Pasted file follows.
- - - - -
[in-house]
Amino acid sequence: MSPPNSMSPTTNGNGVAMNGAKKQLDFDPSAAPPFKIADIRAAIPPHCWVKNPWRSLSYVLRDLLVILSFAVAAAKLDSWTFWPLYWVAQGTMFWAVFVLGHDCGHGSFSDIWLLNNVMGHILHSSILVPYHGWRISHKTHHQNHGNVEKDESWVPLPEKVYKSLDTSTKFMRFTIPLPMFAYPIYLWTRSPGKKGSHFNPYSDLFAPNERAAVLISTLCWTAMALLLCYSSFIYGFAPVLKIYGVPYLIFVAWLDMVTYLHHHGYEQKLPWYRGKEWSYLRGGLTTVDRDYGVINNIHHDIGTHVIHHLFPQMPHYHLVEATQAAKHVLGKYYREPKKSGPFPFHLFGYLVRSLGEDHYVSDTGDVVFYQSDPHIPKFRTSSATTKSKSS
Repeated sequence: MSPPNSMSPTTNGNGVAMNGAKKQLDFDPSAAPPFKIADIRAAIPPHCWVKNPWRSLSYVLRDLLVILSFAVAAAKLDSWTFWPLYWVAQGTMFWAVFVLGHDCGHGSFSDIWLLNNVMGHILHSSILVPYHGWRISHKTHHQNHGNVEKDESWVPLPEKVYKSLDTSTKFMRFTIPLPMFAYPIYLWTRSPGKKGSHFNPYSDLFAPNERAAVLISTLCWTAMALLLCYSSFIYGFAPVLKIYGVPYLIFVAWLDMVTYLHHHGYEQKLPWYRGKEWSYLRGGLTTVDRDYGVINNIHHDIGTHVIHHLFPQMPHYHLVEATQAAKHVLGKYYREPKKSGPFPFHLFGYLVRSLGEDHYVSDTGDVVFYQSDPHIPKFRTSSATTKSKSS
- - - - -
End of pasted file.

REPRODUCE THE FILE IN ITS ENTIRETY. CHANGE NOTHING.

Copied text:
[in-house]
Amino acid sequence: MSPPNSMSPTTNGNGVAMNGAKKQLDFDPSAAPPFKIADIRAAIPPHCWVKNPWRSLSYVLRDLLVILSFAVAAAKLDSWTFWPLYWVAQGTMFWAVFVLGHDCGHGSFSDIWLLNNVMGHILHSSILVPYHGWRISHKTHHQNHGNVEKDESWVPLPEKVYKSLDTSTKFMRFTIPLPMFAYPIYLWTRSPGKKGSHFNPYSDLFAPNERAAVLISTLCWTAMALLLCYSSFIYGFAPVLKIYGVPYLIFVAWLDMVTYLHHHGYEQKLPWYRGKEWSYLRGGLTTVDRDYGVINNIHHDIGTHVIHHLFPQMPHYHLVEATQAAKHVLGKYYREPKKSGPFPFHLFGYLVRSLGEDHYVSDTGDVVFYQSDPHIPKFRTSSATTKSKSS
Repeated sequence: MSPPNSMSPTTNGNGVAMNGAKKQLDFDPSAAPPFKIADIRAAIPPHCWVKNPWRSLSYVLRDLLVILSFAVAAAKLDSWTFWPLYWVAQGTMFWAVFVLGHDCGHGSFSDIWLLNNVMGHILHSSILVPYHGWRISHKTHHQNHGNVEKDESWVPLPEKVYKSLDTSTKFMRFTIPLPMFAYPIYLWTRSPGKKGSHFNPYSDLFAPNERAAVLISTLCWTAMALLLCYSSFIYGFAPVLKIYGVPYLIFVAWLDMVTYLHHHGYEQKLPWYRGKEWSYLRGGLTTVDRDYGVINNIHHDIGTHVIHHLFPQMPHYHLVEATQAAKHVLGKYYREPKKSGPFPFHLFGYLVRSLGEDHYVSDTGDVVFYQSDPHIPKFRTSSATTKSKSS